Jul 15, 2010 update to the Mazda Miata Turbo project car

New Shoes for a Long Trip

Yokohamas look good between the tiger teeth.
Using a set of genuine street tires has also given us a good excuse to borrow Per's tire trailer.

Our turbocharged Miata project continues to make us smile every time we slide into the seat. The car is equally suited to hardcore competition and commuter duty, and it rarely leaves us wanting more.

Since it came into our lives, the car has spent most of its time on R-compound tires. The super-soft rubber makes this car an autocross terror, and the warm Florida climate rarely challenges our tire selection.

However, long trips always make us cringe—not because we don’t think the car or the tires are up to the task, but because every mile sounds like a cash register ringing up a substantial bill to re-tire the car thanks to those same ultra-grippy tires.

As we began planning for the 4600-plus-mile trek to Grand Junction, Colorado, we decided it was time to change our plan and install something better suited to a long trip into unknown conditions. As much as we’ve enjoyed the ridiculous grip levels afforded by our competition-focused rolling stock, our recent street vs. race tire comparison highlighted the fact that we could get 90 percent of the performance of an R-compound tire by choosing the right ultra high-performance street tire. Better yet, a good UHP street tire would offer a much longer service life, doubling or even tripling the distance that R-comps could cover.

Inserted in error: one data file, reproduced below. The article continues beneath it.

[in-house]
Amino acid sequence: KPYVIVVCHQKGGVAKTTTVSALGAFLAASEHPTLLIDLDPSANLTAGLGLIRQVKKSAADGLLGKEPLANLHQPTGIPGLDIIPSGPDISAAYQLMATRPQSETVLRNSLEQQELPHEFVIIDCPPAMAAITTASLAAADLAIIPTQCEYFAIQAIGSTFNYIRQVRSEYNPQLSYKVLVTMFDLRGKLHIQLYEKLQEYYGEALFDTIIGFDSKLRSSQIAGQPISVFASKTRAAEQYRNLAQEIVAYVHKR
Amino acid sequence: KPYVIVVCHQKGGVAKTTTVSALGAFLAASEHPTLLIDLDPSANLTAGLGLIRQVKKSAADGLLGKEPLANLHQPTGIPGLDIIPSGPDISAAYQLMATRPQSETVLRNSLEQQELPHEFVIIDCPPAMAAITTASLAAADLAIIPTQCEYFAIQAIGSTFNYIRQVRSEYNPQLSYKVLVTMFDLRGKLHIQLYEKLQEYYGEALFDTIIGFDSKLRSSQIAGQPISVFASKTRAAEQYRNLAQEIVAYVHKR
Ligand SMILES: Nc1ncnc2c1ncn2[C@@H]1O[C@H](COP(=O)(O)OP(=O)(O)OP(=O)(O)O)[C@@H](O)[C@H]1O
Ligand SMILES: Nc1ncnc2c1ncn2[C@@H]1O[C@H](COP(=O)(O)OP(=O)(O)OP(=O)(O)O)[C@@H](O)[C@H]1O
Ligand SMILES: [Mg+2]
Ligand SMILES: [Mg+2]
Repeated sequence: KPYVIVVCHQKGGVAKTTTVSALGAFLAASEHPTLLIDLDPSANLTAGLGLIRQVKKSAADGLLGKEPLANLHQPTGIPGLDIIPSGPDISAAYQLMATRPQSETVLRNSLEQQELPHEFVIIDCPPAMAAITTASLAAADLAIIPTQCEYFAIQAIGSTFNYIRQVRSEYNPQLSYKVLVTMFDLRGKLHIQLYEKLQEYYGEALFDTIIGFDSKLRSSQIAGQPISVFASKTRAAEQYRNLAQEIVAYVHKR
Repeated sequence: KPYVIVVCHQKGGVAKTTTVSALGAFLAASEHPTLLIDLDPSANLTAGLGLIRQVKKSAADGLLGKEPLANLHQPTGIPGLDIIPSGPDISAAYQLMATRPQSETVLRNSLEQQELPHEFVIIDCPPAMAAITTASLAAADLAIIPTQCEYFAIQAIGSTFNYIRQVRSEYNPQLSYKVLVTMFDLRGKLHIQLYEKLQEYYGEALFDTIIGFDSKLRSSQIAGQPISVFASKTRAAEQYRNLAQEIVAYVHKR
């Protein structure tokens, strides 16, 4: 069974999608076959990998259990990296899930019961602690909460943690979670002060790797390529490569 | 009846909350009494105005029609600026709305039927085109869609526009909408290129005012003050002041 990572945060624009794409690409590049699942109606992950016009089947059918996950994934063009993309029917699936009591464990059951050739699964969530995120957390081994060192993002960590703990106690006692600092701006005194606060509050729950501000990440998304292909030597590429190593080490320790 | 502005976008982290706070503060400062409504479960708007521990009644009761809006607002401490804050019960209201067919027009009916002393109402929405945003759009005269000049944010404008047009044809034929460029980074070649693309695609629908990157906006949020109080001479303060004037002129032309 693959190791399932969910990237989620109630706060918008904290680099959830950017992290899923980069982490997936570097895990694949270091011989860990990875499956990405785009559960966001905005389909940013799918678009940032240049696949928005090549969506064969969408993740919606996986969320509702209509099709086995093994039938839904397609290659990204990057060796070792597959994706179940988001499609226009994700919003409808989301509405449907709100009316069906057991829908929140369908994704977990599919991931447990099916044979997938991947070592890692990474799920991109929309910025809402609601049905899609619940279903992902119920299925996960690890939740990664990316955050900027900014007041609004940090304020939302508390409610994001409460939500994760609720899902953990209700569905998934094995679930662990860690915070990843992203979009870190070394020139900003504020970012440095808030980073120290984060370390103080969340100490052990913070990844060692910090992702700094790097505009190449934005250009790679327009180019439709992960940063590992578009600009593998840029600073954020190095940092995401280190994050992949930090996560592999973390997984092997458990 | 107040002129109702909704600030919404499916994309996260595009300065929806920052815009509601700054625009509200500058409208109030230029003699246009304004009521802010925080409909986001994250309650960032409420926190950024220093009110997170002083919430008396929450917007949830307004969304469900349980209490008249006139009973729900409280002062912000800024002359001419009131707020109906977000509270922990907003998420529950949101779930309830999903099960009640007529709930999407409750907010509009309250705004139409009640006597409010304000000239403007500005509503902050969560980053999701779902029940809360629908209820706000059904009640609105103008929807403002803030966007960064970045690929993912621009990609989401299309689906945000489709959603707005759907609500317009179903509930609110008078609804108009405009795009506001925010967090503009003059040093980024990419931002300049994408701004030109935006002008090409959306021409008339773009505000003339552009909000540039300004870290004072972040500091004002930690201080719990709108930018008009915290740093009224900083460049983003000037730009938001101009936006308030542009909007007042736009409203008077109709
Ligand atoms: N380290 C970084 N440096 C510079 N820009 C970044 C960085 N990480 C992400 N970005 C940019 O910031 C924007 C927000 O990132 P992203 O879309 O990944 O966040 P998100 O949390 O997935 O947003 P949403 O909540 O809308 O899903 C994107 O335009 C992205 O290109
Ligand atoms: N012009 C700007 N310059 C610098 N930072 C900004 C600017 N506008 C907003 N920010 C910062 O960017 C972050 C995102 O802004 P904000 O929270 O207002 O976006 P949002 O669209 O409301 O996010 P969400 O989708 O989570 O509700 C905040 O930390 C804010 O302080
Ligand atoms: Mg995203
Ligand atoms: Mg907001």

To this end, we elected to try Yokohama’s new Advan AD08 in a 205/50R15 size. The tire showed very strong performance in our most recent Street Touring tire test article, and we’re told we can expect solid and consistent performance for many thousands of miles in a variety of conditions. We mounted the new tires on a set of Konig wheels from the old Honda Civic Si project car. The Konigs aren’t new, but they’re pretty lightweight and in good shape. We’re glad to put them back into service.

So far, we’re really happy with the performance of the Yokohamas. They provide more than enough grip for street duty, and we even noticed a slight improvement in fuel economy as a result of a smaller contact patch and less rolling resistance.

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